Hot weather and increasing industrial usage led the electricity consumption record of all time.

Turkey hit a historic electricity consumption record on July 3 with 927.8 million kilowatt-hours of electricity, Energy and Natural Resources Ministry official told Anadolu Agency on Wednesday.

Turkey's previous electricity consumption record was 905.7 million kilowatt hours on August 10, 2016.

The increasing industrial production capacity as well as extremely hot weather led to Turkey's power consumption record earlier than expected.

"The necessary electricity investments, especially in distribution and transmission systems, have been completed and Turkey managed to meet the record consumption without any problem or any cuts," the ministry official noted.

Energy and Natural Resources Minister Berat Albayrak had announced that Turkey would complete investments of $18 billion in the distribution system along with $12 billion in the country's transmission system between the period 2016 and 2020.

Turkey's 21 private electricity distribution companies are handling the $18 billion investment while Turkey's Electricity Transmission Company (TEIAS) a directorate under the ministry that is responsible for handling transmissions.

No electricity interruption

"This was the first occasion that there was no need for cuts, so that neither consumers nor the industry were affected ," the ministry official said.

Turkey's electricity generation power plants are generally located in the eastern part of Turkey. Thus, electricity needs to be carried from the east of the country to the west - a situation that requires stronger and healthier transmission and distribution lines.

The ministry planned investments of $30 billion for the electricity sector to have a better system that would ensure continuous supply especially at peak times.

Electricity consumption grows 3.7 percent in 1H17

Furthermore, Turkey's electricity consumption grew by 3.7 percent in the first six months of 2017. Total consumption during that period increased to 138.2 billion kilowatt-hours of electricity compared to 133.3 billion kilowatt-hours for the same period of 2016, TEIAS data showed.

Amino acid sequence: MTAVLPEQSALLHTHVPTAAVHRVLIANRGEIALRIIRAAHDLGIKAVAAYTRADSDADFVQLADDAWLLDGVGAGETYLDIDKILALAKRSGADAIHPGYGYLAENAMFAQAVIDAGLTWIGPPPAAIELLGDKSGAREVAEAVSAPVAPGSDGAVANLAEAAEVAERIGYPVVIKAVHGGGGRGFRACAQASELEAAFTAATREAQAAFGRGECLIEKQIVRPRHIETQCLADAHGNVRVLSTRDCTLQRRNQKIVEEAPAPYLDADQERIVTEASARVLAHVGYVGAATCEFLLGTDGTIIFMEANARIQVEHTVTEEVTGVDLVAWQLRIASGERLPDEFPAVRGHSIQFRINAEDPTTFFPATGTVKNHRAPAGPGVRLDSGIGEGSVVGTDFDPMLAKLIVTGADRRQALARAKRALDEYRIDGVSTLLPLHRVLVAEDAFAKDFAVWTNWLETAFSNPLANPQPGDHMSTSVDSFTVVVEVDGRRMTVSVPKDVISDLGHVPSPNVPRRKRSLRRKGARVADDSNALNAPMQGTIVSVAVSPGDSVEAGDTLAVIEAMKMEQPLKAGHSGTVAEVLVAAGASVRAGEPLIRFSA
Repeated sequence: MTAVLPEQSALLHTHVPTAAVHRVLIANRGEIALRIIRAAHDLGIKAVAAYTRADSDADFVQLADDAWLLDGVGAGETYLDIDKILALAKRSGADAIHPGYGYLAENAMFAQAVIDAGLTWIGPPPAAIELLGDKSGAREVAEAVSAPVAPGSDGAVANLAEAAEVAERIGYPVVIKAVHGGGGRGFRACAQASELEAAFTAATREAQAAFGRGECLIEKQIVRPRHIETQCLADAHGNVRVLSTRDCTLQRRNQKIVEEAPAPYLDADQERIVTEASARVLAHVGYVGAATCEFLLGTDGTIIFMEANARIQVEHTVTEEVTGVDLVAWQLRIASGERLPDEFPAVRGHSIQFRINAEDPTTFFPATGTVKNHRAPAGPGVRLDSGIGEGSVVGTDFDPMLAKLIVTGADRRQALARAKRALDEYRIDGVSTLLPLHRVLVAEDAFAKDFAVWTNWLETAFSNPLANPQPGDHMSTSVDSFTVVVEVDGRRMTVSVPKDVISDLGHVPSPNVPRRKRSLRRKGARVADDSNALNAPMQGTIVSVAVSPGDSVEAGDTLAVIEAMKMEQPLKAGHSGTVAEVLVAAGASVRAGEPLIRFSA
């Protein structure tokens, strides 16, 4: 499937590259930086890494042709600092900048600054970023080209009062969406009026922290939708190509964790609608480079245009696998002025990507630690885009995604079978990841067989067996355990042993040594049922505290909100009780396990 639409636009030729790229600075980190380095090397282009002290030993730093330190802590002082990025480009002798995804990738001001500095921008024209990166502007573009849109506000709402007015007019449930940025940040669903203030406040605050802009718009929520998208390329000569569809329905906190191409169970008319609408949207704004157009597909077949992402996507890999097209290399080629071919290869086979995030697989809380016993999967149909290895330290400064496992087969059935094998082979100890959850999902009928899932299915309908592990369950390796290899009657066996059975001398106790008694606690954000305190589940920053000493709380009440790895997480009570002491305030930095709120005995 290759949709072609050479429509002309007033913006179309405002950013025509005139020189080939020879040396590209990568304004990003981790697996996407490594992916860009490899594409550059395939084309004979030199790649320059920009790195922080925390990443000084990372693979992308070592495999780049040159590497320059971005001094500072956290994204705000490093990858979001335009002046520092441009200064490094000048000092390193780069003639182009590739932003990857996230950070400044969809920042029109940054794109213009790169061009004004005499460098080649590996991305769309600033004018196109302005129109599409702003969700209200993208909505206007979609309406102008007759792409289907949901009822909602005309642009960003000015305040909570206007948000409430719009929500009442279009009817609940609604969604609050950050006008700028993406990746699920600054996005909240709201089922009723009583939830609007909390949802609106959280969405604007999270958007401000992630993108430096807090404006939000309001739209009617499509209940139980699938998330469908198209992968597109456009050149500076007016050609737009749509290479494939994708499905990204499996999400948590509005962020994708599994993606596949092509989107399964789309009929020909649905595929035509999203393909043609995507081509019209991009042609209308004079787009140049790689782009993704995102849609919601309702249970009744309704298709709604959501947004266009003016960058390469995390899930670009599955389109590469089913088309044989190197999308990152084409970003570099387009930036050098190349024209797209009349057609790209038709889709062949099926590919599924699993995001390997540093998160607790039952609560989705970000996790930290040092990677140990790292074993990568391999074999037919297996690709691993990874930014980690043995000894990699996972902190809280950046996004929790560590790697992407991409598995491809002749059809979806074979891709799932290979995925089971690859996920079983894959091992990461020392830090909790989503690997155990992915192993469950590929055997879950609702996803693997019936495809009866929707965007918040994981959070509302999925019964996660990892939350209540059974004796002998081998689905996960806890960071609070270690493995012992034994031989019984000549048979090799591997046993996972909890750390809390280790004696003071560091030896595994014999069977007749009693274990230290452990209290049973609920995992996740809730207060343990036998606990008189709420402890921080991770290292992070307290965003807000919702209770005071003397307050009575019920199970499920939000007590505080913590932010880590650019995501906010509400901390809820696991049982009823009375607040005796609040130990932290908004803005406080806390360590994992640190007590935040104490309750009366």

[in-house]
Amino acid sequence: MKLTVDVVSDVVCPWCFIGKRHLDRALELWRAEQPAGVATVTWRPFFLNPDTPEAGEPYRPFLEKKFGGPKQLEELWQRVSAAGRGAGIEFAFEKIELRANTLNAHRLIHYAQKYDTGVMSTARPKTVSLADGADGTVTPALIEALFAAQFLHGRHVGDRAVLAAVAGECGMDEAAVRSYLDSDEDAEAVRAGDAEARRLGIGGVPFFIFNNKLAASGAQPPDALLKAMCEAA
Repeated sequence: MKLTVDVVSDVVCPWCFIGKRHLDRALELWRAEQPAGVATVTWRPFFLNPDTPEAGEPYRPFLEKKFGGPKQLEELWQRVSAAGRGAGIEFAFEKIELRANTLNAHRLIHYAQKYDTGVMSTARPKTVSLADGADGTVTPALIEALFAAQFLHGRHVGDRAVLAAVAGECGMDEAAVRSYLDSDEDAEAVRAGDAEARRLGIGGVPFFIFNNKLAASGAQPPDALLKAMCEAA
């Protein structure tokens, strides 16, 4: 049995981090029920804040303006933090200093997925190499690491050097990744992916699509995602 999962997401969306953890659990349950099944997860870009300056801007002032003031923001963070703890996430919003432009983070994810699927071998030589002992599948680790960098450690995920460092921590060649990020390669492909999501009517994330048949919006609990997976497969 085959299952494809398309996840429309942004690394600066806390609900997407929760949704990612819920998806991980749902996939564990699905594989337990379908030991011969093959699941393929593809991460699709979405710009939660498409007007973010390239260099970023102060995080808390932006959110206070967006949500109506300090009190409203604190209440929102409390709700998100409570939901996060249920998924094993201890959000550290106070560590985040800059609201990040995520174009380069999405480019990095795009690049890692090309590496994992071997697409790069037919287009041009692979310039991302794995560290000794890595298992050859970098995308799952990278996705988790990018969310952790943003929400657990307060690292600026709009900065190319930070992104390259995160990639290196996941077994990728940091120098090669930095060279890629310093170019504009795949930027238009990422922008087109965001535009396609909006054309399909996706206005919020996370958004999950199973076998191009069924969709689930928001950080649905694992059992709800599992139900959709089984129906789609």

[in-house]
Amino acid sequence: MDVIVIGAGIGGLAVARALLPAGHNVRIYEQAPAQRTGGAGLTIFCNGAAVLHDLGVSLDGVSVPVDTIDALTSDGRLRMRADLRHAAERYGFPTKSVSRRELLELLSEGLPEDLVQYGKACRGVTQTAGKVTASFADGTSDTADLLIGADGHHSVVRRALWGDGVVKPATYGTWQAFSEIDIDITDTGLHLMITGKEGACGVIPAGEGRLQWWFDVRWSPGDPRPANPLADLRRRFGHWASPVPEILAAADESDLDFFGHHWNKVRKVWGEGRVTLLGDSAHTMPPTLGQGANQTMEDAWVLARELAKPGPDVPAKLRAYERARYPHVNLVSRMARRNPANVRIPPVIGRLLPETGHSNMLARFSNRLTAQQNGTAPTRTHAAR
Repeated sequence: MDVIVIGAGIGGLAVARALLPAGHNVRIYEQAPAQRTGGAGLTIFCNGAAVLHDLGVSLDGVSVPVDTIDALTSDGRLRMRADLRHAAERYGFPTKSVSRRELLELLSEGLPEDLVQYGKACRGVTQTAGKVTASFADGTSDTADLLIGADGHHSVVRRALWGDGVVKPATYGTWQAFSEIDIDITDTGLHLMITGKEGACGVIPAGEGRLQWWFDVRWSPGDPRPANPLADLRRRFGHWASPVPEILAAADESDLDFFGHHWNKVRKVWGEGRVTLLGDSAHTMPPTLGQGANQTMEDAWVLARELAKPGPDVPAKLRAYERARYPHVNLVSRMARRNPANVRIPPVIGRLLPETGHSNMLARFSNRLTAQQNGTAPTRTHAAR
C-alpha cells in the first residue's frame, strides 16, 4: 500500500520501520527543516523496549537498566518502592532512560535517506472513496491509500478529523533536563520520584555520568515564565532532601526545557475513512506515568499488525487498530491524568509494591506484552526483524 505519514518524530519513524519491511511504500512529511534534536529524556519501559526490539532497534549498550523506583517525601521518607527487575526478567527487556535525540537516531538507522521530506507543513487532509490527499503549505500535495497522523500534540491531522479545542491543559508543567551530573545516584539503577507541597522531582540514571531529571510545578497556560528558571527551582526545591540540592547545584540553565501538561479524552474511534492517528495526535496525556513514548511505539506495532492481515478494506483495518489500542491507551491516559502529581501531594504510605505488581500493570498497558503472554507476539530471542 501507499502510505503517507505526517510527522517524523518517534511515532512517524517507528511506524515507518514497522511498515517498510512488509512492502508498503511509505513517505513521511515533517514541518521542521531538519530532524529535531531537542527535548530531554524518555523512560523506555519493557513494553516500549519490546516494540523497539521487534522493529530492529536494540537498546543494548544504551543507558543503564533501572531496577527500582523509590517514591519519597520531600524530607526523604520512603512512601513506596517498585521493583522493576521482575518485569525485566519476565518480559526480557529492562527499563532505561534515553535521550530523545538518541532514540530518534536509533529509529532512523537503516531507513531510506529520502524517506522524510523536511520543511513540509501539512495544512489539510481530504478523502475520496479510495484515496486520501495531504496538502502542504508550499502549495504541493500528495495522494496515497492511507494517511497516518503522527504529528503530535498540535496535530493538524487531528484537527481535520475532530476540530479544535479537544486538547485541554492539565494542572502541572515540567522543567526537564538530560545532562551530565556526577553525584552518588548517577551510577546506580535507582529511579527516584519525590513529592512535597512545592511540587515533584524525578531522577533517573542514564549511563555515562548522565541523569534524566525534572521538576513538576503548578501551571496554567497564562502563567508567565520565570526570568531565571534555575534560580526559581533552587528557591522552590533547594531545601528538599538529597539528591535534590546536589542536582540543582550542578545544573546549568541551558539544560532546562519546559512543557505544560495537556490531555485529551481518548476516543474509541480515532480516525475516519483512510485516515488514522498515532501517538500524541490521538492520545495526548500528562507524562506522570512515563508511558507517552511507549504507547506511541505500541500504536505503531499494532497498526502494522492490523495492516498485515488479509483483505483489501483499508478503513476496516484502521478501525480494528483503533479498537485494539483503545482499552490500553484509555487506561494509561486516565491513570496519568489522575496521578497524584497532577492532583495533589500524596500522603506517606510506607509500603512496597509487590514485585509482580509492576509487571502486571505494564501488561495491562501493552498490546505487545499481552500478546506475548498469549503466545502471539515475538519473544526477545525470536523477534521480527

The highest daily consumption was recorded on June 30 with 886.3 million kilowatt-hours due to excessive air conditioning use on one of the hottest days of the year.

The lowest consumption came on June 25 with 554.3 million kilowatt-hours when Turkey celebrated the first day of the Ramadan Feast when the majority of industries in the country were not functioning.

Wind and solar power will be the cheapest form of power generation in every G20 country by 2030 at the latest, a new Greenpeace Germany report said on Wednesday.

The study also found that in about half of the G20 countries, renewable energy has been either cheaper or equal in price to electricity generated from coal or nuclear power plants since 2015.

Wind farms already generated the cheapest form of electricity in 2015 in large parts of Europe, South America, the U.S., China and Australia, according to the report.

"Due to rapid technical progress and falling prices, in 2030 solar energy will be so cheap that it will be even cheaper than wind power in many G20 countries," the report estimates.

Storage technologies can play a key role in the transition towards sustainability by providing complementary flexibility to solar and wind resources, the report points out.

The group of twenty is an international forum for the governments and central bank governors from 20 major economies founded in 1999. The upcoming G20 summit will be the twelfth meeting that will take place in Hamburg, Germany between July 7 and 8.

The association for electricity distribution system operators, EDSO for Smart Grids, and the European network of transmission operators for electricity, ENTSO-E, commit join forces on speeding up the smartening of the electricity system at INNOGRID2020+ taking place betweeen June 26-27.

“This week at INNOGRID2020+, we showed it was technically possible to have neighbours save money and cut emissions by trading electricity produced from their solar panels with one another. But how do we go from pilot projects to large scale deployment?” asks Laurent Schmitt, ENTSO-E Secretary General was quoted in a written statement.

Roberto Zangrandi, EDSO for Smart Grids’ Secretary General, stated that electricity networks are the real backbone of a digital and smarter energy system.

“They are the key enablers of all this, as flexibility will be needed at all levels, both transmission and distribution, and especially customers’. Customers are the ones that will benefit the most, by being able to use their generation and their flexibility when and where it creates the most value,” Zangrandi said.

EDSO for Smart Grids and ENTSO-E puts consumer empowerment, active system and data management on their agenda and they will intensify their cooperation on these with other European DSO associations and all involved stakeholders, said in the statement.

Regulation and Investment Incentives in Electricity Distribution:
An Empirical Assessment

In this paper we analyze the investment behavior of electricity distribution companies. First, we test whether the implementation of an incentive-based regulatory scheme with revenue caps impacts the firms’ investment decisions.

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